Judge strikes down rules on union elections
WASHINGTON (AP) -- A federal judge has struck down new regulations that were expected to help unions win more workplace elections.
U.S. District Judge James Boasberg says the National Labor Relations Board never had a quorum when it voted last year to approve regulations to speed up the pace of union representation elections.
Boasberg did not address the merits of the rules Monday and said the NLRB could take a new vote to approve them.
At the time the rules were approved in December, the five-member board only had three members -- two Democrats and one Republican. The Republican did not technically participate in a final vote on the rule, even though he later wrote a dissenting opinion.
Federal law requires a quorum of at least three board members to consider new rules.
Kodak's nuclear reactor
ROCHESTER (AP) -- A little-known piece of Kodak's history has emerged as the company struggles for survival: It used to operate a small nuclear research reactor at its Rochester home.
The Rochester Democrat and Chronicle reports the reactor -- fueled by 3 1/2 pounds of highly enriched uranium -- operated for 30 years before it was dismantled in 2007. The fuel was moved under secrecy and high security to a federal facility.
Researchers say Kodak used the refrigerator-sized device to produce neutrons for testing materials and imaging. They say it was mentioned in research papers. But the company didn't publicize its existence in the city.
Reactors at Cornell and the University at Buffalo have been shut down in recent years. One at Rensselaer Polytechnic Institute is no longer fueled by highly enriched uranium.
Times sells Fenway shares
The New York Times Co. announced Monday that it has sold its remaining shares of the Fenway Sports Group, the parent company of the Boston Red Sox, for $63 million in cash to multiple buyers in transactions that were completed yesterday and today.
The Times Co., which owns the Boston Globe and the Worcester Telegram & Gazette, had been trying to divest its FSG shares for years and had sold other blocks of shares before today's announcement that the final 210 Class B units had been sold.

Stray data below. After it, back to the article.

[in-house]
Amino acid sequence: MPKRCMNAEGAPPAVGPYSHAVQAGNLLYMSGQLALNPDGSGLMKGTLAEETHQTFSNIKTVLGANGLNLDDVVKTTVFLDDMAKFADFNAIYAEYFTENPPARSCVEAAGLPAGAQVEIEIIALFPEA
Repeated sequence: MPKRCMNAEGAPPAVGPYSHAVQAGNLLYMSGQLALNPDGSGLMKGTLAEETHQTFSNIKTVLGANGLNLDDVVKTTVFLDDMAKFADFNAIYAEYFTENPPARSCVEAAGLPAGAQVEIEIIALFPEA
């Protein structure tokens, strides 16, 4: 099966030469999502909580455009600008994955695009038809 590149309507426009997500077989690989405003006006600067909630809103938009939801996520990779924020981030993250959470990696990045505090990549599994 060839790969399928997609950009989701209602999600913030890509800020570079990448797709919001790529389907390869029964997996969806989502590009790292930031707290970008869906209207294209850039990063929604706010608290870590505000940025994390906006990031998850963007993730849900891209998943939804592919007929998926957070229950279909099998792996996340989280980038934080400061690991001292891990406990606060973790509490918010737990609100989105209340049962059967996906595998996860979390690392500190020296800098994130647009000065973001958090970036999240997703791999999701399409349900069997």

Fenway Sports Group owns the struggling Sox, the English Premier League's Liverpool Football Club, about 80 percent of New England Sports Network and 50 percent of NASCAR's Roush Fenway Racing.
-- Boston Herald
Coke testing lighter drinks
NEW YORK (AP) -- The Coca-Cola Co. is trying mid-calorie sodas again with its Sprite and Fanta.
A spokesman for the Atlanta-based company says the drinks will be tested in only four markets for a limited time.
The drinks will be called "Sprite Select" and "Fanta Select" and will have half the calories of regular. They will be made with a blend of sugar and other artificial sweeteners, including Truvia.
PepsiCo Inc. earlier this year launched its Pepsi Next, which has half the calories of regular.
Coca-Cola and PepsiCo have tried mid-calorie drinks in the past. In 2001, Coke rolled out "C2" and Pepsi in 2004 introduced its "Pepsi Edge." Both were taken off the market because of poor sales.
GM SUV to debut overseas
General Motors plans to introduce a new small sport utility vehicle called the Chevrolet Trax in a key addition to its foreign product mix.
The vehicle, which will be shown for the first time at the Paris Motor Show in September, will be available in showrooms in Mexico starting in the fourth quarter.
The five-seat Trax won't be sold in the United States because it's similar in size to the Chevrolet Equinox.
-- Detroit Free Press